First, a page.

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“A few figs from thistles…”

few figs 2During Agincourt’s sesqui-centennial, Howard Tabor wrote a year’s worth of local interest columns under the general title “A few figs from thistles…” Unless you’ve read a lot of 20th century American poetry, that sentence fragment probably doesn’t ring a bell. But a select few will recognize it as the title of Edna St Vincent Millay’s second book of poems published in 1920 and expanded the next year.

You’ll have to ask Howard why he chose that title. But I suspect two of Millay’s poems there are among his favorites, titled simply “First Fig” and “Second Fig” and hardly of Homeric sweep:

My candle burns at both ends; / It will not last the night. / But ah, my foes, and oh, my friends, / It gives a lovely light.   And,

Safe upon the solid rock the ugly houses stand. / Come and see my shining palace built upon the sand.

Mercifully, Howard’s columns are nearly that abbreviated.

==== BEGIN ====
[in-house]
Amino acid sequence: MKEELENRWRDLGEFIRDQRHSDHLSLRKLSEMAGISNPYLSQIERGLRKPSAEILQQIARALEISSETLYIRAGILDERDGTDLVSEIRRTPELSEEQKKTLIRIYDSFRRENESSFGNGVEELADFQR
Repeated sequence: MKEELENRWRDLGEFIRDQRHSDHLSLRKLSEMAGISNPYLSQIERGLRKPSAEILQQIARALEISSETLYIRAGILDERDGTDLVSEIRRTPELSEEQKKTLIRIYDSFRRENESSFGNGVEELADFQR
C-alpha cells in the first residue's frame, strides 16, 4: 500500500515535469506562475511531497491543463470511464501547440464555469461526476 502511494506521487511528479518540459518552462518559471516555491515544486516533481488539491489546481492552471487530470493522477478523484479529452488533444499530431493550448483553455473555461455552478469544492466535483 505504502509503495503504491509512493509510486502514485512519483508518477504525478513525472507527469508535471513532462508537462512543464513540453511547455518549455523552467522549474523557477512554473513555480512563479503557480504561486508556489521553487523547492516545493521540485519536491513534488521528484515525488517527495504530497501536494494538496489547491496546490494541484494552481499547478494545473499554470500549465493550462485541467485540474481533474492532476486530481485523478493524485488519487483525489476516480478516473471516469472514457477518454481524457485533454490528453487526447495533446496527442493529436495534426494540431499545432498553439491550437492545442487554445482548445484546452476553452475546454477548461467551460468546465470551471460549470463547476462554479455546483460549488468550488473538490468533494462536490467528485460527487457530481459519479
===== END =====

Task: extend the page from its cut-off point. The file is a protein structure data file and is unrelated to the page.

The series began on Saturday, October 21st, 2006 and continued for fifty-two weeks until the actual celebration on Founders’ Day 2007. Each week treated some aspect of Agincourt and Fennimore county history — a person, a place, an event — in no particular order. Indeed, some of them were chosen based on some accidental encounter, a suggestion from one of his readers, or some nagging question simmering for some time in Howard’s faulty recollection. Within the framework of the city’s 150th birthday celebration, he allowed the topics to choose him. And, while they’re hardly of Pulitzer quality, they seem to have served their intent: to convince his readers that little things, things with unprepossessing modesty, can often tell a worthwhile tale far larger tham themselves.

You can use the site’s search window and the term “few figs” to call them up — all one hundred and sixty of them; yes, they continued after the sesqui-centennial was complete — or you can patiently await a summary here.

 

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